American’s coming home from select countries will have to pass through one of 13 approved airports before continuing to their final destination. Continue reading What to Expect If You’re Returning to the US From a Country With Travel Restrictions
When Congress passed the REAL ID Act in 2005, the prospect of a vast swath of U.S. travelers not being able to board planes by February 2018 because their driver’s license was determined not a compliant form of identification seemed highly unlikely.
WASHINGTON (AP) — Citizens of more than half a dozen countries will face new restrictions on entry to the U.S. under a proclamation signed by President Donald Trump on Sunday that will replace his expiring travel ban.
The United States may be facing another round of visa uncertainty as the Department of Homeland Security (DHS) is asking the State Department to sanction four countries that are refusing to readmit people being deported from the United States.
The United States and the global aviation community face an adaptive and agile enemy. Terrorist groups continue to target passenger aircraft, and we have seen a “spider web” of threats to commercial aviation as terrorist pursue new attack methods. Based on these concerns, the Department of Homeland Security (DHS) is working to raise the baseline of global aviation security to keep the traveling public safe, in coordination with our international partners.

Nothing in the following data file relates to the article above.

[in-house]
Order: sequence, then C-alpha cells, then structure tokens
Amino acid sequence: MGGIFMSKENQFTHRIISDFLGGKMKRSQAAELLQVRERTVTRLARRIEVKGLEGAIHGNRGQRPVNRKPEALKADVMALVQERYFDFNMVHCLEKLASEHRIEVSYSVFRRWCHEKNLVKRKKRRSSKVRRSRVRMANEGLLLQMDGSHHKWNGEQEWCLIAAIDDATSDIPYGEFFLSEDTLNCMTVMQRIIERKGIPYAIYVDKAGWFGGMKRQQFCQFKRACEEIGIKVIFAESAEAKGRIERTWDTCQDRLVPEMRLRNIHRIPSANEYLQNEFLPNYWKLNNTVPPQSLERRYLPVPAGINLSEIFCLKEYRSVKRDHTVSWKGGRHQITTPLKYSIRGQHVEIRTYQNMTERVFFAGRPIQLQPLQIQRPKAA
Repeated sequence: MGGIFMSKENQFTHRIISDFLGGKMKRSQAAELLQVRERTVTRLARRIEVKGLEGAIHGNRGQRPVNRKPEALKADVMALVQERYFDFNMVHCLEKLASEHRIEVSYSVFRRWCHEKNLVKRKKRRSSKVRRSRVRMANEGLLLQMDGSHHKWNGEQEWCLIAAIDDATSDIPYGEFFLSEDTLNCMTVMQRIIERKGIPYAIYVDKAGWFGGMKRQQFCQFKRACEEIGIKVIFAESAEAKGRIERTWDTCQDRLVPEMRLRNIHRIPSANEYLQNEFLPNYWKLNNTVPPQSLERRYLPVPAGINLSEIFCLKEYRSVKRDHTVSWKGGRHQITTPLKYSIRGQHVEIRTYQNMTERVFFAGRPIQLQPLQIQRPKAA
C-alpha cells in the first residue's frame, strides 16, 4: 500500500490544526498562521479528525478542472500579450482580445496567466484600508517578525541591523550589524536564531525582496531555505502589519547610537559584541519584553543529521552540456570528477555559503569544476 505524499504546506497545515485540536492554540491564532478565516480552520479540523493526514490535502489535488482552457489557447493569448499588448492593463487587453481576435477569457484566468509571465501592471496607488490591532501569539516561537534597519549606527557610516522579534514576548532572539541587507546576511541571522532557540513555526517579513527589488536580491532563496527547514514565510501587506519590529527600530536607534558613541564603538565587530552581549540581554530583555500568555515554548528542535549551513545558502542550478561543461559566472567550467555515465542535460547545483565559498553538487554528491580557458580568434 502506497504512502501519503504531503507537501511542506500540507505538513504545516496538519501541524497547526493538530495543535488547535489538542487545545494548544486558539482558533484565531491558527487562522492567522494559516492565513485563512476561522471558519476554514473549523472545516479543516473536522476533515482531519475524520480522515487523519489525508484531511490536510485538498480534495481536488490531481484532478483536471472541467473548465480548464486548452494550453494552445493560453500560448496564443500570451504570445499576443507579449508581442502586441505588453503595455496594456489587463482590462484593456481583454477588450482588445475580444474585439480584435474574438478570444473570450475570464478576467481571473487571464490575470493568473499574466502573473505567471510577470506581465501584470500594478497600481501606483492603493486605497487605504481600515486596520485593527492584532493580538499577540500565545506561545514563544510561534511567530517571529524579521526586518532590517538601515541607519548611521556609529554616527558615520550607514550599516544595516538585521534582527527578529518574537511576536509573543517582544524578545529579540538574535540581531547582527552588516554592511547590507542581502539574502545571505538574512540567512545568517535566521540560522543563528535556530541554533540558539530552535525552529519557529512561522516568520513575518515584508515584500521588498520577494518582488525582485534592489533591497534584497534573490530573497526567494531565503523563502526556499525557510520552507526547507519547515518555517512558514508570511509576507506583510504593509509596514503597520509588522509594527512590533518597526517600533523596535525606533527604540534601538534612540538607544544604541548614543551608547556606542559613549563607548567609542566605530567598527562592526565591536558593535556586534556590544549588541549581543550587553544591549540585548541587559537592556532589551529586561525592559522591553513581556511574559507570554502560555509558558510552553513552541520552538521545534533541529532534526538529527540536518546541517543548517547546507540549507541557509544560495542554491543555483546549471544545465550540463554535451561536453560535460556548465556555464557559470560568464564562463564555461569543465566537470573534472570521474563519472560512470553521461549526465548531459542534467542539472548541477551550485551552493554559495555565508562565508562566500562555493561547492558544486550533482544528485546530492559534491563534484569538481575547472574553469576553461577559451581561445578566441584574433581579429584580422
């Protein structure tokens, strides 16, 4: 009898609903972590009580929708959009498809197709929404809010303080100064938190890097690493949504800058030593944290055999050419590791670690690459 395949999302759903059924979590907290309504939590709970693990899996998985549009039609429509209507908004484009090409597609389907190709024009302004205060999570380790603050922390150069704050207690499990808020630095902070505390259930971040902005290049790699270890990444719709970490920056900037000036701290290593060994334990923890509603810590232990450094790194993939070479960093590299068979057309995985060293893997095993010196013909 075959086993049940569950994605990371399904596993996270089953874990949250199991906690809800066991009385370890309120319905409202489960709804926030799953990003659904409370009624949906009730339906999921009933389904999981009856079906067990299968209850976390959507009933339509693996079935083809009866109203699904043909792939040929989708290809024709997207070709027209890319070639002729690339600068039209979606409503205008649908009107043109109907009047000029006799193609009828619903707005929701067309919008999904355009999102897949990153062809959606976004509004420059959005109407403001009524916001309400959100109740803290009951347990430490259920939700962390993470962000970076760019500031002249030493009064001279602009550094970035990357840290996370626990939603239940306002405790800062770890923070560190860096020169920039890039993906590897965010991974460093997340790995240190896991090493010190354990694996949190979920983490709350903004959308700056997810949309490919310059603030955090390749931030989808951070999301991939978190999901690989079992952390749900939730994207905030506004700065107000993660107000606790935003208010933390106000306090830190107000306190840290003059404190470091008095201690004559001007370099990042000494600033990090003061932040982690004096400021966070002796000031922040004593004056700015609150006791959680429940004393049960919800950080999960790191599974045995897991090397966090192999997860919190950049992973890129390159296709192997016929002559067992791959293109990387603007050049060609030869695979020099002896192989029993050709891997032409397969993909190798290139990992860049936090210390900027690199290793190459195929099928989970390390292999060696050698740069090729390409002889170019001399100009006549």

The U.S. Department of Homeland Security (DHS) will not extend its ban on inflight laptops and other large electronic devices to inbound flights from Europe, opting instead to tighten security measures at airports around the globe.
The U.S. has lifted the ban on carry-on electronic devices for flights departing from Istanbul and Dubai, Emirates and Turkish Airlines said. The cessation is effective immediately.
“#WelcomeOnBoard to our U.S. bound flight,” Turkish Airlines announced in a tweet. “Please fasten your seatbelts and enjoy your own electronic devices.”
WASHINGTON — In a massive escalation of airline security worldwide, hundreds of thousands of travelers flying to the U.S. from overseas will face additional scrutiny for laptops and other electronics larger than cellphones, the Department of Homeland Security said Wednesday.